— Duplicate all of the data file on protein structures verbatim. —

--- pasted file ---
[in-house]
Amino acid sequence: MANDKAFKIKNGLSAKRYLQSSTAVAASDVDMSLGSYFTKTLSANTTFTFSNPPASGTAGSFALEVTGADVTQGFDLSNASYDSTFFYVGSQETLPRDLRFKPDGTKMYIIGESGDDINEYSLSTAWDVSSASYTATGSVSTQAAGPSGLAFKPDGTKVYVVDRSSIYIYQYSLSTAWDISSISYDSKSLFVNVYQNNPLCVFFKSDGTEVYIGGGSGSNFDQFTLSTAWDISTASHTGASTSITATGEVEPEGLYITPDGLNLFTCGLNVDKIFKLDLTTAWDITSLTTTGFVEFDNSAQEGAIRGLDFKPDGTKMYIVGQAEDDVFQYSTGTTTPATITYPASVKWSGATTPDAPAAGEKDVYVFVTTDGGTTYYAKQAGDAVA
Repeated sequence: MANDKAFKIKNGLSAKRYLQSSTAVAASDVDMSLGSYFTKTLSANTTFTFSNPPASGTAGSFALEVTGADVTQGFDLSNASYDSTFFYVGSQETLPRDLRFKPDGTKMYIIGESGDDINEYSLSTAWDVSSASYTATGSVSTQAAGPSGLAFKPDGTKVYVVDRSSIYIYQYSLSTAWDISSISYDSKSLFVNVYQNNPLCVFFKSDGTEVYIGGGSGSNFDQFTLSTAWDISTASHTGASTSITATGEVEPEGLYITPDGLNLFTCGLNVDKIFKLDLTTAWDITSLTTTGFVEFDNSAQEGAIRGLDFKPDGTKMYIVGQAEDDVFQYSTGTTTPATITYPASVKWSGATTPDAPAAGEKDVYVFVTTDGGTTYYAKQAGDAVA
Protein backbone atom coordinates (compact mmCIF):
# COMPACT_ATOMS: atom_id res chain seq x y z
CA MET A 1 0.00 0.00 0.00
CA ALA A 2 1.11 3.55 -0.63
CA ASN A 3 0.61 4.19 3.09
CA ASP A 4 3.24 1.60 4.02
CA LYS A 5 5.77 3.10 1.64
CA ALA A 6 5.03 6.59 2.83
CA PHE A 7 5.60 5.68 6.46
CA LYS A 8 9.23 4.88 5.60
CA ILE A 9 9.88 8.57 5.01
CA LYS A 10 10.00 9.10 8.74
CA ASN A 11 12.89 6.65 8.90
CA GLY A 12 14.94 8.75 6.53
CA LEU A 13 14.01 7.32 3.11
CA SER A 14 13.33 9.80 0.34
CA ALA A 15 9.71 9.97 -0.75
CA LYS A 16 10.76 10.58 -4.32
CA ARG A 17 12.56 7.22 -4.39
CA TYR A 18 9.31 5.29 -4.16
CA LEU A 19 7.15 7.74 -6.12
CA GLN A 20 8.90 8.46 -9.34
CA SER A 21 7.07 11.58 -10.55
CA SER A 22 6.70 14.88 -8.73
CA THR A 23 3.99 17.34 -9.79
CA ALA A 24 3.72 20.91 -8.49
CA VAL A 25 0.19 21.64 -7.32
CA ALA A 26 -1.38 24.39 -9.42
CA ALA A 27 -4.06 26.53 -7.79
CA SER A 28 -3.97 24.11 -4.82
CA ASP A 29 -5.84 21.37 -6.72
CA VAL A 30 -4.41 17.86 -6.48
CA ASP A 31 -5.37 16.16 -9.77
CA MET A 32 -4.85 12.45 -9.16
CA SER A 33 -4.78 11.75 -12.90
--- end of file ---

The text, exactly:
[in-house]
Amino acid sequence: MANDKAFKIKNGLSAKRYLQSSTAVAASDVDMSLGSYFTKTLSANTTFTFSNPPASGTAGSFALEVTGADVTQGFDLSNASYDSTFFYVGSQETLPRDLRFKPDGTKMYIIGESGDDINEYSLSTAWDVSSASYTATGSVSTQAAGPSGLAFKPDGTKVYVVDRSSIYIYQYSLSTAWDISSISYDSKSLFVNVYQNNPLCVFFKSDGTEVYIGGGSGSNFDQFTLSTAWDISTASHTGASTSITATGEVEPEGLYITPDGLNLFTCGLNVDKIFKLDLTTAWDITSLTTTGFVEFDNSAQEGAIRGLDFKPDGTKMYIVGQAEDDVFQYSTGTTTPATITYPASVKWSGATTPDAPAAGEKDVYVFVTTDGGTTYYAKQAGDAVA
Repeated sequence: MANDKAFKIKNGLSAKRYLQSSTAVAASDVDMSLGSYFTKTLSANTTFTFSNPPASGTAGSFALEVTGADVTQGFDLSNASYDSTFFYVGSQETLPRDLRFKPDGTKMYIIGESGDDINEYSLSTAWDVSSASYTATGSVSTQAAGPSGLAFKPDGTKVYVVDRSSIYIYQYSLSTAWDISSISYDSKSLFVNVYQNNPLCVFFKSDGTEVYIGGGSGSNFDQFTLSTAWDISTASHTGASTSITATGEVEPEGLYITPDGLNLFTCGLNVDKIFKLDLTTAWDITSLTTTGFVEFDNSAQEGAIRGLDFKPDGTKMYIVGQAEDDVFQYSTGTTTPATITYPASVKWSGATTPDAPAAGEKDVYVFVTTDGGTTYYAKQAGDAVA
Protein backbone atom coordinates (compact mmCIF):
# COMPACT_ATOMS: atom_id res chain seq x y z
CA MET A 1 0.00 0.00 0.00
CA ALA A 2 1.11 3.55 -0.63
CA ASN A 3 0.61 4.19 3.09
CA ASP A 4 3.24 1.60 4.02
CA LYS A 5 5.77 3.10 1.64
CA ALA A 6 5.03 6.59 2.83
CA PHE A 7 5.60 5.68 6.46
CA LYS A 8 9.23 4.88 5.60
CA ILE A 9 9.88 8.57 5.01
CA LYS A 10 10.00 9.10 8.74
CA ASN A 11 12.89 6.65 8.90
CA GLY A 12 14.94 8.75 6.53
CA LEU A 13 14.01 7.32 3.11
CA SER A 14 13.33 9.80 0.34
CA ALA A 15 9.71 9.97 -0.75
CA LYS A 16 10.76 10.58 -4.32
CA ARG A 17 12.56 7.22 -4.39
CA TYR A 18 9.31 5.29 -4.16
CA LEU A 19 7.15 7.74 -6.12
CA GLN A 20 8.90 8.46 -9.34
CA SER A 21 7.07 11.58 -10.55
CA SER A 22 6.70 14.88 -8.73
CA THR A 23 3.99 17.34 -9.79
CA ALA A 24 3.72 20.91 -8.49
CA VAL A 25 0.19 21.64 -7.32
CA ALA A 26 -1.38 24.39 -9.42
CA ALA A 27 -4.06 26.53 -7.79
CA SER A 28 -3.97 24.11 -4.82
CA ASP A 29 -5.84 21.37 -6.72
CA VAL A 30 -4.41 17.86 -6.48
CA ASP A 31 -5.37 16.16 -9.77
CA MET A 32 -4.85 12.45 -9.16
CA SER A 33 -4.78 11.75 -12.90